Derby Day


LA TIMES says, "the most combustible fraternal rapport since Sam Shepard’s “True West. Williams, who also directs, engineers the transformation brilliantly."

"Williams writes pungent dialogue, his characters are drawn with wit and sure strokes... it makes for a lively evening."

LIFE IN LA PUBLISHING says "DERBY DAY" is, "Deep, traumatizing and funny... cleverly layered with paramount comedic timing. Their chemistry is impeccable, and only heightened by Williams’ sharp and witty dialogue."

"Derby Day features gut-wrenching prose, black comedy, and animalistic acting as it examines the destructiveness of one family . Lines and zingers fly through the visceral, intense production." - TOLUCAN TIMES


"Derby Day is quite a violent piece...delivers flesh-and-blood characters we can all relate to—even if we don’t necessarily want to know them." - BC BLOG CRITICS

"Playwright Samuel Brett Williams not only creates a story line that is far better than a soap opera, but is one that offers down and dirty contending...EDGY...DERBY DAY is a sure bet!"


From what appears to be black comedy,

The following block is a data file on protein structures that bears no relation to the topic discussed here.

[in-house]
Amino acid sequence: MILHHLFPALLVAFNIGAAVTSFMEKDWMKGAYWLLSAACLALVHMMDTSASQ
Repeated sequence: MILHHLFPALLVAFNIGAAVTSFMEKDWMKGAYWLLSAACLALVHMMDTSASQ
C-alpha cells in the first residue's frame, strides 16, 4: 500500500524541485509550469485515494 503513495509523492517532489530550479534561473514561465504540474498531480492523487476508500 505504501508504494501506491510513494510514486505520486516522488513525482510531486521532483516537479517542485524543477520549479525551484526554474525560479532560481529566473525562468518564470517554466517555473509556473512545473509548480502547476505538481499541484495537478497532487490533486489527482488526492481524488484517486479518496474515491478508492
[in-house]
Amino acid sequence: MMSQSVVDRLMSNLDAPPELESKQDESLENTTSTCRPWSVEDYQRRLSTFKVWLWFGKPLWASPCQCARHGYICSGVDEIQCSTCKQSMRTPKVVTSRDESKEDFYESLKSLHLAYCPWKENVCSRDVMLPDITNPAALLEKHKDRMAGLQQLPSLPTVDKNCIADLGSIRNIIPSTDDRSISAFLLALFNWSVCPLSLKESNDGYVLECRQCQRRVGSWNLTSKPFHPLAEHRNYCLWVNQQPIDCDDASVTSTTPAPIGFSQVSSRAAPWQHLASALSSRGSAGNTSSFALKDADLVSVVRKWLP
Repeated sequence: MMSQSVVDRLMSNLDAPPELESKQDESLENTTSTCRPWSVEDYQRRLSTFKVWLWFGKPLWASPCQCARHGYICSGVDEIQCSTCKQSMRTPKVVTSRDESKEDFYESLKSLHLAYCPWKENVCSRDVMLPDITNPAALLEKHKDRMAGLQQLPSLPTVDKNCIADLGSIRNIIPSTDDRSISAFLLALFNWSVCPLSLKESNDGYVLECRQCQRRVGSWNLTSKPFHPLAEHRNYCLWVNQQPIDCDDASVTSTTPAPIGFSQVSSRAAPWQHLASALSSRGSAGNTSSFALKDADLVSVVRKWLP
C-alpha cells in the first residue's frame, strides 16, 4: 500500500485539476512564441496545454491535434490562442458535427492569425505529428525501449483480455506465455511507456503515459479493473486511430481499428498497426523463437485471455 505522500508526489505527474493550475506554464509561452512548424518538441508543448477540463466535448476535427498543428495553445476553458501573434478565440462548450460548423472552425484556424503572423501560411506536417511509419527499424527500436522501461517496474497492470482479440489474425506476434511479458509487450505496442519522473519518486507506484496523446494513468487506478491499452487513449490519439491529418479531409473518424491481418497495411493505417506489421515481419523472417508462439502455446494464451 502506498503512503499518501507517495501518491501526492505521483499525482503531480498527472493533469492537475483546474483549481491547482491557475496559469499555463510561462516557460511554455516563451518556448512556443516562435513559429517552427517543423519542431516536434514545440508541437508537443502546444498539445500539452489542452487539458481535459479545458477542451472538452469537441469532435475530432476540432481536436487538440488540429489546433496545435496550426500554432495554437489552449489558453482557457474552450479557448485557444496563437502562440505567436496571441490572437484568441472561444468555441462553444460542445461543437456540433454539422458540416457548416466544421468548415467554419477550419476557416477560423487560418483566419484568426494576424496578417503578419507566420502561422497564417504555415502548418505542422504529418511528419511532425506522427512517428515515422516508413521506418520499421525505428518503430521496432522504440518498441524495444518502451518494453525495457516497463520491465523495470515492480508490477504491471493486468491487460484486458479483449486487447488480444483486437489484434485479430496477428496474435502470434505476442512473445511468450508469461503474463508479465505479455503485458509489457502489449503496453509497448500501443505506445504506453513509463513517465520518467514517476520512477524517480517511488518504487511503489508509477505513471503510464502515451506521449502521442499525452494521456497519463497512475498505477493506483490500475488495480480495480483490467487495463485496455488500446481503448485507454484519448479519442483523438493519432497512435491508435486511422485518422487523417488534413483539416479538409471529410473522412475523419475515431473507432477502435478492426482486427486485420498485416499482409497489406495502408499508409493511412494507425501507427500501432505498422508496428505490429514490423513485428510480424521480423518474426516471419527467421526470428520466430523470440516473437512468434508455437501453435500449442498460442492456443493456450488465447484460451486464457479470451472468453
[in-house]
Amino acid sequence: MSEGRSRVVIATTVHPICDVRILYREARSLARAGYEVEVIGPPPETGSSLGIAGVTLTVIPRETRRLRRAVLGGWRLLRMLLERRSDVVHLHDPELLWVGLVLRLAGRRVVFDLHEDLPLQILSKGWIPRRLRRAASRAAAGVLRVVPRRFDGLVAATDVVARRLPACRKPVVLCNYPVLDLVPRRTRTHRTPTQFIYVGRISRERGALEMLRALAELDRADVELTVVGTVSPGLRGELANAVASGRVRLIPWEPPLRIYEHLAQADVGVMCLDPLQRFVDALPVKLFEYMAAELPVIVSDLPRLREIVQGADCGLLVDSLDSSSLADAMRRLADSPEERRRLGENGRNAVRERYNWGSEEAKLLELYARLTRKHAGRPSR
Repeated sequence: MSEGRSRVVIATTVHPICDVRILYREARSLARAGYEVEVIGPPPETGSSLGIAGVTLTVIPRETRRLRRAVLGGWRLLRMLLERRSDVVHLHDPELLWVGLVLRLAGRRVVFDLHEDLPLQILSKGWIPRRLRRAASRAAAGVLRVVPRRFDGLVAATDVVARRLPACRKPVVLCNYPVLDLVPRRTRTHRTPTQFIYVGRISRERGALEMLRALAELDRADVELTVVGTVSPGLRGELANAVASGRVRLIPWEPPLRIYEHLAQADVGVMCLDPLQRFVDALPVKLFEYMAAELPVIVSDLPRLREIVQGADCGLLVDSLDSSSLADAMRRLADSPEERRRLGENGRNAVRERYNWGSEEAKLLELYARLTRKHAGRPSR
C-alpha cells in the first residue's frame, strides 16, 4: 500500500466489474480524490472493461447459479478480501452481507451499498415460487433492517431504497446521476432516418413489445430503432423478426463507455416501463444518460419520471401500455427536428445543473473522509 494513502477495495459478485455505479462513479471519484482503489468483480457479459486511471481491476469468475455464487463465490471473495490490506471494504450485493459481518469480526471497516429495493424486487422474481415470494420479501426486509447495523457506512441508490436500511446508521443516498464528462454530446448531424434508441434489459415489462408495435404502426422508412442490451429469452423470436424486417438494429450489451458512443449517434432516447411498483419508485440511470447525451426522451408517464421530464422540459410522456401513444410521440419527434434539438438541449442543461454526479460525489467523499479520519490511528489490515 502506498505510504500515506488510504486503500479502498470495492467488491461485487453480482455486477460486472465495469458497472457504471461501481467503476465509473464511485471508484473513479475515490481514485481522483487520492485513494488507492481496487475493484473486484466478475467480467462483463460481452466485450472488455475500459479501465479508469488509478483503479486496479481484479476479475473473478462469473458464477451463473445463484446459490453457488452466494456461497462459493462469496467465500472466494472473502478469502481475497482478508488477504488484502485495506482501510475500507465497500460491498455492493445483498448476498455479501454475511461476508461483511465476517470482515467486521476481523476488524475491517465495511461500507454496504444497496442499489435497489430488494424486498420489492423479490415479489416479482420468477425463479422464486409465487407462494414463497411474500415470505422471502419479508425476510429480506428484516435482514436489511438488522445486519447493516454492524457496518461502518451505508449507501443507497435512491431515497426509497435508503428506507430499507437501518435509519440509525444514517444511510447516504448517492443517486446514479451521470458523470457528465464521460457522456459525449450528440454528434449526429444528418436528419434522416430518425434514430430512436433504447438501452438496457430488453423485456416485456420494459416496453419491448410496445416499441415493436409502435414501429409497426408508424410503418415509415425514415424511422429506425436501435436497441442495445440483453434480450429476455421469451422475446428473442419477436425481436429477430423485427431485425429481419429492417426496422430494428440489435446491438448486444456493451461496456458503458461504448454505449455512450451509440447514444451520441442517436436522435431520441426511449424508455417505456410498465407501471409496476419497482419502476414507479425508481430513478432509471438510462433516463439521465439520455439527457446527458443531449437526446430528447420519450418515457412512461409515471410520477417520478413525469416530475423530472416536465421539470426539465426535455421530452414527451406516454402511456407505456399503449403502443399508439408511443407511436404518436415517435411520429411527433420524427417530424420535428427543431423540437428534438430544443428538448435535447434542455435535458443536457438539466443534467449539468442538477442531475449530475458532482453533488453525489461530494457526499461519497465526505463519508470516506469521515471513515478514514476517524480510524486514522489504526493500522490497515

Derby Day quickly shifts into serious emotional pyrotechnics rivaling anything mounted by the Grucci* family.

"Samuel Brett Williams' DERBY DAY makes for a winning day at the races!"
Doug Strassler, City Arts

STAGE AND CINEMA says, "The Audience is the WINNER!" - When you go see "DERBY DAY".

"A welcome voyage to undiscovered country, DERBY DAY is wittily subversive country at that."
NY Press

Top Ten Off Broadway Shows of 2011, DERBY DAY
Paper Magazine, Tom Murrin

"DERBY DAY doesn’t just push the envelope, it rips the envelope in half, lights it on fire, and has sex with it."
"Samuel Brett Williams' new play is an amazing piece of theatre."
Julie A. Feltman, Theatre is Easy


February 20, 21

Sat, Feb 22 – Sun, Mar 23
Thurs, Fri, Sat, 8 pm
Show Calendar

$15 Previews

Special Show Info
Running time: 80 minutes.

Elephant Stages - Elephant Theatre
6322 Santa Monica Blvd.
Los Angeles, CA  90038
Ample Street Parking
Area Map

The Ballard brothers are three of the most dysfunctional, chauvinist, volatile, unregenerate characters outside of Shakespeare. From what appears to be black comedy, Derby Day quickly shifts into serious emotional pyrotechnics rivaling anything mounted by the Grucci* family. Slightly more than an hour of increasingly abhorrent behavior and raw revelation passes in a mesmerizing blink.

Frank, Ned (Thumper), and Johnny (oldest to youngest), have waited two weeks to bury their abusive, alcoholic father in order to come together for Derby Day at the Arkansas Racetrack where they spent much of their childhoods. The only one with an apparent income, Frank has paid for the use of a luxury, third-floor “box” from which the brothers periodically and vividly watch races on which they’ve bet—across the fourth wall. “You don’t gamble to win,” he reminds his siblings when they voice big dreams, “You gamble for the possibility to win.” Rough, southern dialect and peppered idioms are pitch perfect.

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